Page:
How to open a bank account in Japan and not die trying: foreign-friendly options for those who aren’t fluent in Japanese
Friday, July 13, 2018
Believe us, it is not that difficult as it seems.
Opening a bank account is one of the basic steps you should take when you relocate to a new country… But honestly, it can be complicated enough even if you are in your own country and the documents in your mother tongue. If you are planning to stay in Japan during a long term or to work in a Japanese company, you are going to need a bank account in Japan. It may sound a little bit scary in the beginning, especially if you are not fluent in Japanese, but we have you covered: here you go with our guide on how to get your bank account in Japan and not die trying!
What will you need
The basic documents you will be asked for are:
- Your 在留カード (zairyu kaado, residence card)
- Passport with a valid visa
- 判子 (hanko, name stamp)－optional in some banks.
- Some cash to make your first deposit (1,000 yen would be enough).
Foreign-friendly banking options in Japan
There are so many different banks in Japan: Mizuho, SMBC, Resona… But the most widely used options by expats are Japan Post Bank and Shinsei Bank. Both accounts are easy to open and they will ask you little documentation. Let’s take a closer look on their main features
Japan Post Bank
- Personal telephone number not required (in case you don’t have your own number yet, it will be enough with your work or your share house number)
- Extensive number of branches and ATMs, where withdrawing is free of charge
- Cash card can be linked with a Suica card
- Online banking available (in Japanese, also be aware that the interface is not the best)
- No fees when transferring money from overseas to a JP Bank account
- All documentation is provided in English
- You can use your cash card overseas
- Foreign currency deposits available
- Online banking and telephone support in English
- hey let you choose the color of your cash card - isn’t it lovely?
How to open your Japanese bank account
First of all, head to the nearest branch of your soon to be bank - it will be your “main” branch, so it would be better if it is near your house or your workplace. Once you walk in, just wait for your turn and explain that you want to open a 普通預金 (futsū yokin, regular deposit account). Don’t worry if your Japanese level is not good enough - they will help you as much as they can or they will give you an English version of the forms if available. The main things you have to fill in are pretty simple - name, address, birth date, account type you want to open, card type you want to have, amount of the first deposit and so on. Basic reading and writing Japanese skills would be extremely helpful here, but in case you have any doubts don’t hesitate to inquire the staff. Some banks will ask you to write your name in katakana, so it maybe nice to train before going to register! After that, you will be asked if you want to donate a percentage of the generated interests to charity and - don’t freak out, it’s mandatory - they are required to ask you if you belong to a criminal organisation, so please make sure you don’t enroll in the ヤクザ (yakuza, Japanese mafia) before you get your bank account. Once you finish to fill in the forms with your personal data, you will have to choose your PIN number and after waiting a few minutes you will get your passbook (your card and the rest of the documents will be likely send by post).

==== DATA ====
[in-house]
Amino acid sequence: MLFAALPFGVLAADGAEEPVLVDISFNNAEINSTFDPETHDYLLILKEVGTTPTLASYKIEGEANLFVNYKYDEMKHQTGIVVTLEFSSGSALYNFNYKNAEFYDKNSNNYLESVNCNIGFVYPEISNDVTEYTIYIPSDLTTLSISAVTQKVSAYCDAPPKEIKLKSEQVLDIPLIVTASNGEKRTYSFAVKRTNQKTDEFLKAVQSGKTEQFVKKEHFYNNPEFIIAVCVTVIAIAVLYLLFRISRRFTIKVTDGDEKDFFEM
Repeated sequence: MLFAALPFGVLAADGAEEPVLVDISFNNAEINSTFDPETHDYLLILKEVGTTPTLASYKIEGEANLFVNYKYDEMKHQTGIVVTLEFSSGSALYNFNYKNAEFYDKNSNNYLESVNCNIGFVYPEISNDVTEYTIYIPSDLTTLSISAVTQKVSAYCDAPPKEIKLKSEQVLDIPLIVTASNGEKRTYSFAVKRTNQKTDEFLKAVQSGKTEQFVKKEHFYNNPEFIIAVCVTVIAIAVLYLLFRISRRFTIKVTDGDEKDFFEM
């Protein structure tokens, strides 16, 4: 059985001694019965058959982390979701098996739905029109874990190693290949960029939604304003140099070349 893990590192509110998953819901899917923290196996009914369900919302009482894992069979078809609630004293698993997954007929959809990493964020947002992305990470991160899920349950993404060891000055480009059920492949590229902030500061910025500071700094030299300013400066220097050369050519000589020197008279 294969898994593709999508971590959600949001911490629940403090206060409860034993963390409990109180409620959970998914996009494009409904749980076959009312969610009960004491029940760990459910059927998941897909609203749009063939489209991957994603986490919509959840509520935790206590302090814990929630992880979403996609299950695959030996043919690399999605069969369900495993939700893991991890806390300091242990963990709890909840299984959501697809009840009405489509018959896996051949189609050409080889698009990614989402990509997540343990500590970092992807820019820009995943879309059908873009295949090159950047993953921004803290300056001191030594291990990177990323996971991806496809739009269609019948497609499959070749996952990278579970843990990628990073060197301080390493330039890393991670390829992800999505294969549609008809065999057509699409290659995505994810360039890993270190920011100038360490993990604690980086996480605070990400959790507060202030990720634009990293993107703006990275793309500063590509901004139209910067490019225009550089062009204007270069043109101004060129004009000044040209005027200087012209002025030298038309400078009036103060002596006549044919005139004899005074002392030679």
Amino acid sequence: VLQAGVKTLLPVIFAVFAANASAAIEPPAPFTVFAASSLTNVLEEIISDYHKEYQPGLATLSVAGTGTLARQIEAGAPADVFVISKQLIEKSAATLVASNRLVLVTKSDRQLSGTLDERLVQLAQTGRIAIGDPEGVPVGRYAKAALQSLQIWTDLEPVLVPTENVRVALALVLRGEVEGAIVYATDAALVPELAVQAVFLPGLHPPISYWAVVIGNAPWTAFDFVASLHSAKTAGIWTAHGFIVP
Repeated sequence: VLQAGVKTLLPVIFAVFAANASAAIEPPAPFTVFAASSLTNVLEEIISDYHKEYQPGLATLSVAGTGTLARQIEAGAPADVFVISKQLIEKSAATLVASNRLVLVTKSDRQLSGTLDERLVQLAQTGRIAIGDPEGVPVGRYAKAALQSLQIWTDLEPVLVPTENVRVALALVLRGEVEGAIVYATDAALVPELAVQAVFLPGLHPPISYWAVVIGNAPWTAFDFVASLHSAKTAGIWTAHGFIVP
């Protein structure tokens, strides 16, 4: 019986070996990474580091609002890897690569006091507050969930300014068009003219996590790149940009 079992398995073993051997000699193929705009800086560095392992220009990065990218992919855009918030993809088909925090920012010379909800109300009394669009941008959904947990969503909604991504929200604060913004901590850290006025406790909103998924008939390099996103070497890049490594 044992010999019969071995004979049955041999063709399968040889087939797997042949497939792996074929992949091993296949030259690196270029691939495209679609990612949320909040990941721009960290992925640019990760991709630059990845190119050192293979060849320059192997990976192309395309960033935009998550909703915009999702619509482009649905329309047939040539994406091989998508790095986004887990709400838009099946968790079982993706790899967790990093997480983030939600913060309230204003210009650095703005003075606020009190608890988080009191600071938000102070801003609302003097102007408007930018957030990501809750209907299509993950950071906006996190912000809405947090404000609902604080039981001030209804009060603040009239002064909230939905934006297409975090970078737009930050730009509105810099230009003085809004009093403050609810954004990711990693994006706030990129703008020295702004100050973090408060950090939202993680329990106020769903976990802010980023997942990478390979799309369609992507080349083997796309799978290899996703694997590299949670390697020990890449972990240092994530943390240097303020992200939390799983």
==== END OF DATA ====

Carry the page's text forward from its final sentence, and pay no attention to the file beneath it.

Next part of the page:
And that’s all! Now you are ready to receive your salary and start using your money (wisely). Well done!
Comprehensive glossary on Japanese banking terms
In case you are still struggling with some terms, here is your ABC of useful words - we strongly recommend you to memorise them as soon as possible.
- 銀行: ginkō, bank
- お引き出し: ohikidashi, withdrawal
- お振り込み: ofurikomi, transfer
- カード: kaado, card
- 通帳: tsūchō, passbook
- 手数料: tesūryō, fee
- 預金: yokin, deposit
- 口座番号: kōza bangō, account number
- 通帳記入: tsūchōkinyū, passbook update
- 貯金: chokin, savings
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About the Author
Half writer, half reader. Tokyo based and deeply in love with - you can easily find me meandering around Shibuya or Shin-Okubo. Communication and marketing assistant by day, video game localizer by night.